You'll see them greet one another like people at a family reunion. And it's not just the brewers -- everyone attending is a huge beer fan, and some have traveled a long way to be there. I'm not a hippie (full disclosure: I have attended more than five Phish shows), but there's something about being in a place where everyone there wants to be there. It's a place you want to hang out in. If you're not in a good mood when you get there, you'll surely be in one when you leave.

The city of Denver basically turns into one big party

GABF is open for 4.5 hours each day for three straight days. The city of Denver, however, is drinking craft beer the entire week, and for nearly 24 hours a day. Even breweries that aren't going to be at the fest are throwing parties all over the city -- this year, 3 Floyds is pouring four of its beers at a Denver brewery. Tap takeovers are the rule, not the exception. Beer-pairing dinners abound.

Your calendar will be full the entire time you're there

Here is but a small sampling of what you can do in the Mile High city that week: play in a ping-pong tourney with brewers, catch a punk/metal show for charity, and hit up a Sierra Nevada tap takeover. The city has even branded the week of GABF Denver Beer Fest. Hell, even if you get shut out of the fest because tickets sell out so quickly, it's worth it to fly to Denver and see if you can drink the town dry.

You've probably never had food and beer pairings this good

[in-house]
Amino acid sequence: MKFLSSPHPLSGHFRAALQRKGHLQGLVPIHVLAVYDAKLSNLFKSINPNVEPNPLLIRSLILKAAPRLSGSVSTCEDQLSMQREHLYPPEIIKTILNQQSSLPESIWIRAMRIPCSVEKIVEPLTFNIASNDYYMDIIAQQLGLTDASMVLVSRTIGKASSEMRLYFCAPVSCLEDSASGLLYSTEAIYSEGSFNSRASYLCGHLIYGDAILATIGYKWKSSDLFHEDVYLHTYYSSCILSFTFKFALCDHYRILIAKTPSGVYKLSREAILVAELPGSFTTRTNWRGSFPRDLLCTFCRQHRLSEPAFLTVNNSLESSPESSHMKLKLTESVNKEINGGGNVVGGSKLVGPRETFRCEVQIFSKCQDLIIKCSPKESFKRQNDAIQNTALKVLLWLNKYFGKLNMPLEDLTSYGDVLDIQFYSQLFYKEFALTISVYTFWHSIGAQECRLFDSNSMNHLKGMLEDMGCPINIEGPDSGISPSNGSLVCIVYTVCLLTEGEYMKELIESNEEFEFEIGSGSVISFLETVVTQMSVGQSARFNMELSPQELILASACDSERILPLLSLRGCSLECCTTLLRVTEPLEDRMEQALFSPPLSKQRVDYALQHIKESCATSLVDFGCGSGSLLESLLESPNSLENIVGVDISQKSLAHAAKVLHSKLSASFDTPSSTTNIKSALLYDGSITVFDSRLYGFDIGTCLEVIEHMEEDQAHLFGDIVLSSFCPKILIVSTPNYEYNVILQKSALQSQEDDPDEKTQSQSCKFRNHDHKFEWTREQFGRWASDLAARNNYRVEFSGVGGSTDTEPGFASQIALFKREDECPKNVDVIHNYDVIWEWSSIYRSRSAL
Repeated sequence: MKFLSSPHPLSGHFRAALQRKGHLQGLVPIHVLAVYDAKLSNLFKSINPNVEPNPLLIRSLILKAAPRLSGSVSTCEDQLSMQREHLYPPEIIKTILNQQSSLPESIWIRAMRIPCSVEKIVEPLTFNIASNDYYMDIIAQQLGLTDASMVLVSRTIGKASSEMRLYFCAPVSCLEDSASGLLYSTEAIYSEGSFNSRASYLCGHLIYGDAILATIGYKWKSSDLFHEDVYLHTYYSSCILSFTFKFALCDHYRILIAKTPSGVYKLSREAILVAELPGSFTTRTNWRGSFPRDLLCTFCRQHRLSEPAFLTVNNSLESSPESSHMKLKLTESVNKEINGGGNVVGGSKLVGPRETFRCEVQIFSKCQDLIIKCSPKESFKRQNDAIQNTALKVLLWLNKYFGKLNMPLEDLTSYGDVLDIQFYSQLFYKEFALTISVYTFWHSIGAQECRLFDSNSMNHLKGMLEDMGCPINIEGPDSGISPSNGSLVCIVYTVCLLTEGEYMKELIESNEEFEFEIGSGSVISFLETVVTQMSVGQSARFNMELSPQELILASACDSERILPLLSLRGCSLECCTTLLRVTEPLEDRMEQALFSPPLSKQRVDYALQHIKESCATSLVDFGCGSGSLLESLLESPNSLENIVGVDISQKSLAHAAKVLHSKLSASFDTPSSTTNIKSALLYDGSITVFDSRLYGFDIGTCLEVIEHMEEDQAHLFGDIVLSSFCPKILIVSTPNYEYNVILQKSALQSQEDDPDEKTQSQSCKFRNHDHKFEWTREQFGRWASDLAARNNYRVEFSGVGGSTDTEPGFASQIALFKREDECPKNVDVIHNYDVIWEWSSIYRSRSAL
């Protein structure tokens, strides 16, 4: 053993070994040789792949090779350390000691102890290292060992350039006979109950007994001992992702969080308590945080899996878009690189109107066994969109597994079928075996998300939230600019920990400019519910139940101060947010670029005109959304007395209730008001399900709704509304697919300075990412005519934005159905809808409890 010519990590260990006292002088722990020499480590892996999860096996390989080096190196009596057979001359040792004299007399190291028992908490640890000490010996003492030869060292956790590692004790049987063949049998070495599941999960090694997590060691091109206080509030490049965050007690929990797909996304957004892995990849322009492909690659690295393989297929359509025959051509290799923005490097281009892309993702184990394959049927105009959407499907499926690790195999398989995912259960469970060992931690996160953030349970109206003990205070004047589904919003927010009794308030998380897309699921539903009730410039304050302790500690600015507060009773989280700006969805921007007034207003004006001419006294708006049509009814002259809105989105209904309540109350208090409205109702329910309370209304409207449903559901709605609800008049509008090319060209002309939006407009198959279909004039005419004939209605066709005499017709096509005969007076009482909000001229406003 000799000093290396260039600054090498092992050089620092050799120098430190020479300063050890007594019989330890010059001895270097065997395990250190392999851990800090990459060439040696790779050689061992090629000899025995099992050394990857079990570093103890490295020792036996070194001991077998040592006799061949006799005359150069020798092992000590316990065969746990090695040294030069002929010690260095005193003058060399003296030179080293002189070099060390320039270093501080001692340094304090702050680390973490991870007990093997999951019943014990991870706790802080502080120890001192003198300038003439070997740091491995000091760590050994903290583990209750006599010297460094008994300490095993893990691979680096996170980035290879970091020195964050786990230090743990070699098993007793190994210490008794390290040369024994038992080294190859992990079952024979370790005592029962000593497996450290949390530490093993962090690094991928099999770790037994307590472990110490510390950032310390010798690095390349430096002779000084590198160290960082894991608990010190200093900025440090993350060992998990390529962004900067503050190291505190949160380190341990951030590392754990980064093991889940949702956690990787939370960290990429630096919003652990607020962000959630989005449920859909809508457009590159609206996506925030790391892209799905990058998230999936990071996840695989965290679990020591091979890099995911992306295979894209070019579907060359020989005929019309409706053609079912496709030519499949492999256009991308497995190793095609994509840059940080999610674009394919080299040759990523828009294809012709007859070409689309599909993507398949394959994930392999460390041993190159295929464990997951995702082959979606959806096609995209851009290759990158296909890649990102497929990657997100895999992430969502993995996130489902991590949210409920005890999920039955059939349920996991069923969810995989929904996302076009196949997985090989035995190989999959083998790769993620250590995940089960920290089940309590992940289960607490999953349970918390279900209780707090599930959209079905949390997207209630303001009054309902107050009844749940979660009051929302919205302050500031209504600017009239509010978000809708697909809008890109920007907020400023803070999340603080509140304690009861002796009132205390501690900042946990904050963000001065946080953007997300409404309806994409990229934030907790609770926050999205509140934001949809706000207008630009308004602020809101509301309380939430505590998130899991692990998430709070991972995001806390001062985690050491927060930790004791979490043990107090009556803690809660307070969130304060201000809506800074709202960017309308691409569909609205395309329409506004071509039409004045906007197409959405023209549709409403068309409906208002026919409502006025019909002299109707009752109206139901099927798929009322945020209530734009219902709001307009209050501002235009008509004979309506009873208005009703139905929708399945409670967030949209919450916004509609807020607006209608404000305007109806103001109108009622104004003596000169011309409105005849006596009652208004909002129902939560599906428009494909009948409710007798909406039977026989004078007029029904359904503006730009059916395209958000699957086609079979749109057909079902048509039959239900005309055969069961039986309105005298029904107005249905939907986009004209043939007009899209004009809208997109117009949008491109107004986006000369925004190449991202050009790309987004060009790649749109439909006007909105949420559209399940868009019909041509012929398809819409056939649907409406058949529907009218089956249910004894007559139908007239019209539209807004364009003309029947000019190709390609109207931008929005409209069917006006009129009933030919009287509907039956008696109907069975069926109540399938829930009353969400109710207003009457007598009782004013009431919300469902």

I'll admit that the dining options in the Colorado Convention Center are fairly basic. People wear pretzel necklaces and snack on those in between sampling beers.

But if you've got the cash (and you're fast enough), buy a ticket to Paired. Please note: you have to also get a ticket to GABF -- this is like an extra-special event inside the very special event. It's super low-key, and held in the back of the convention hall where some of Colorado and the nation's best chefs pair rare beers from select breweries with their food. This year there's some ridiculously good-sounding pairings, like Lost Abbey beer with Philly chef Marc Vetri's cuisine, NOLA Brewing with seafood expert Francisco Millan's eats from Boston's Row 34, and Chicago's Haymarket beer paired with dishes from one of Denver's best chefs in Frank Bonanno.

Or, you know, you can buy a hot dog in the main hall, too. Either way, the beer's going to be fantastic.

It's not all about the beer

And while, sure, GABF is about the beer, it's about a lot more than that. It's about a few days of nonstop (responsible) drinking with people who love craft beer as much as you do. It's about making new friends from across the country, some of whom make the beer you have in your fridge. It's about… you know what? You're just going to have to come visit and see what it's all about.

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Lee Breslouer is a senior writer for Thrillist, and can't wait to go to GABF. Follow him to sample beers @LeeBreslouer.